7. The structure as claimed in claim 1, wherein the peripheral portion comprises a plurality of cut-outs disposed along an edge of the peripheral portion.

8. A semiconductor package, comprising:

an encapsulated semiconductor device;
a redistribution structure disposed on and electrically connected to the encapsulated semiconductor device, the redistribution structure comprising: a dielectric layer; a pad pattern disposed on the dielectric layer, wherein the pad pattern comprises at least one downset portion embedded in the dielectric layer, and a surface of the downset pattern substantially levels with a lower surface of the dielectric layer away from the encapsulated semiconductor device; and a plurality of dielectric plugs penetrating through the pad pattern and surrounding the at least one downset portion; and
a connector bump disposed on the surface of the downset pattern.

9. The semiconductor package as claimed in claim 8, wherein the pad pattern further comprises a peripheral portion surrounding the at least one downset portion, and the plurality of dielectric plugs penetrate through the peripheral portion.

10. The semiconductor package as claimed in claim 9, wherein the peripheral portion is disposed on an upper surface of the dielectric layer, the upper surface of the first dielectric layer is opposite to the lower surface of the first dielectric layer, and the at least one downset portion extends from the upper surface of the dielectric layer to the lower surface of the dielectric layer.

11. The semiconductor package as claimed in claim 9, wherein the at least one downset portion comprises a plurality of downset portions separated from each other, and the plurality of dielectric plugs surround a periphery of the plurality of downset portions.

12. The semiconductor package as claimed in claim 9, wherein the peripheral portion comprises a plurality of cut-outs disposed along an edge of the peripheral portion.

13. The semiconductor package as claimed in claim 9, wherein the downset portion comprises a plurality of pad recesses extending through the at least one downset portion.

14. The semiconductor package as claimed in claim 8, wherein the encapsulated semiconductor device comprising:

a semiconductor device encapsulated an encapsulating material;
a plurality of conductive joints disposed around the semiconductor device; and
a substrate disposed over and connected to the semiconductor device through the conductive joints, wherein the encapsulating material encapsulates the conductive joints.

15. A structure, comprising:

a first dielectric layer;
a second dielectric layer stacked over the first dielectric layer, the second dielectric layer comprising dielectric posts;
a pad pattern comprising a downset portion embedded in the first dielectric layer and a peripheral portion surrounding the downset portion, wherein the downset portion of the pad pattern penetrates through the first dielectric layer, the peripheral portion of the pad pattern is sandwiched between the first dielectric layer and the second dielectric layer, the dielectric posts of the second dielectric layer penetrate through the peripheral portion and are in contact with the first dielectric layer, and a surface of the downset portion substantially levels with a surface of the first dielectric layer; and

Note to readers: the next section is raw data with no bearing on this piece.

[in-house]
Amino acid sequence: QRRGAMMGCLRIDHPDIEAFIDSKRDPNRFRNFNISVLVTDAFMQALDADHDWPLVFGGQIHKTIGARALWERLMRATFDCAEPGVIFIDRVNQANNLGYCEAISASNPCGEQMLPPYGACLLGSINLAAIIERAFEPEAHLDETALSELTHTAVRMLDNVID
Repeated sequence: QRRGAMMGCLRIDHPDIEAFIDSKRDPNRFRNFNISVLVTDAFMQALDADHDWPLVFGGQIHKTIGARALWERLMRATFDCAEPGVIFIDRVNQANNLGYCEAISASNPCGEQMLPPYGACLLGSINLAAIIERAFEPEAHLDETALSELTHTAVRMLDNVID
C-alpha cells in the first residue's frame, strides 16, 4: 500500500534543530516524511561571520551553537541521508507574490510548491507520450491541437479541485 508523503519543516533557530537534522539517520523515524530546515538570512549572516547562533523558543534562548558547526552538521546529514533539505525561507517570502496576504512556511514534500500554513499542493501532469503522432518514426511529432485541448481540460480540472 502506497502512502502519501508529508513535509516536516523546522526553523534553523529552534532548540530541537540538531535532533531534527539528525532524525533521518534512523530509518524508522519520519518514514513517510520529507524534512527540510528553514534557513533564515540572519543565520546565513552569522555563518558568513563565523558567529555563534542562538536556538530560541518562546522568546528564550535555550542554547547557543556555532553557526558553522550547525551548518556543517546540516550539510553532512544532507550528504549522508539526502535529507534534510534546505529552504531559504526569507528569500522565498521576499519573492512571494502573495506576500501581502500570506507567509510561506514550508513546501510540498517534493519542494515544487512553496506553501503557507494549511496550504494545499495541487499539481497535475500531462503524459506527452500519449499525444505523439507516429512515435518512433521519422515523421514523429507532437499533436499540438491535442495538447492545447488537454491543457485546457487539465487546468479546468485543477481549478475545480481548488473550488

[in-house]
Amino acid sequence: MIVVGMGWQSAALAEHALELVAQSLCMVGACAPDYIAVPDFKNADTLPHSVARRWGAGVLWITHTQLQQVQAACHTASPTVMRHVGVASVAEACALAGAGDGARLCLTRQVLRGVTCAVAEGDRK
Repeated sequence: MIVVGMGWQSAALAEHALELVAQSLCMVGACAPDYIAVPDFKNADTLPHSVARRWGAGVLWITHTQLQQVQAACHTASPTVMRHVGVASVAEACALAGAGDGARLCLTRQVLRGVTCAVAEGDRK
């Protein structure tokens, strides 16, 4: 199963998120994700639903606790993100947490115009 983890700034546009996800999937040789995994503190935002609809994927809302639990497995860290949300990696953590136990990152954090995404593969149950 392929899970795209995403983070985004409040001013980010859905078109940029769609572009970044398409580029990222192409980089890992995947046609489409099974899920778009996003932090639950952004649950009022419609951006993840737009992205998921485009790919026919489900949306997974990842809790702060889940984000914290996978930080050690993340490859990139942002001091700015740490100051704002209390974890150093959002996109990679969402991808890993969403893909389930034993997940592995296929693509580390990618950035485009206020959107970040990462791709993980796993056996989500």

a connector bump disposed on the surface of the downset portion.

16. The structure as claimed in claim 15, wherein the connector bump and the second dielectric layer are disposed on opposite sides of the first dielectric layer.

17. The structure as claimed in claim 15, wherein the downset portion comprises a first portion and a second portion, the first portion comprises the surface substantially leveling with a surface of the first dielectric layer, the second portion extending from the first portion to the peripheral portion.

18. The structure as claimed in claim 17, wherein the second dielectric layer comprises a protruding portion in contact with the first and second portions of the downset portion, and the second portion of the downset portion is sandwiched between the first dielectric layer and the protruding portion of the second dielectric layer.

19. The structure as claimed in claim 15, wherein the second dielectric layer comprises a protruding portion in contact with the downset portion, and the protruding portion protrudes toward the connector bump.

20. The structure as claimed in claim 15, wherein the peripheral portion comprises a plurality of cut-outs disposed along an edge of the peripheral portion.

Patent History
Publication number: 20220208707
Type: Application
Filed: Mar 21, 2022
Publication Date: Jun 30, 2022
Applicant: Taiwan Semiconductor Manufacturing Company, Ltd. (Hsinchu)
Inventors: Chia-Kuei Hsu (Hsinchu), Ming-Chih Yew (Hsinchu City), Po-Hao Tsai (Taoyuan City), Po-Yao Lin (Hsinchu County), Shin-Puu Jeng (Hsinchu)
Application Number: 17/699,196
Classifications
International Classification: H01L 23/00 (20060101); H01L 23/31 (20060101); H01L 21/56 (20060101); H01L 21/768 (20060101);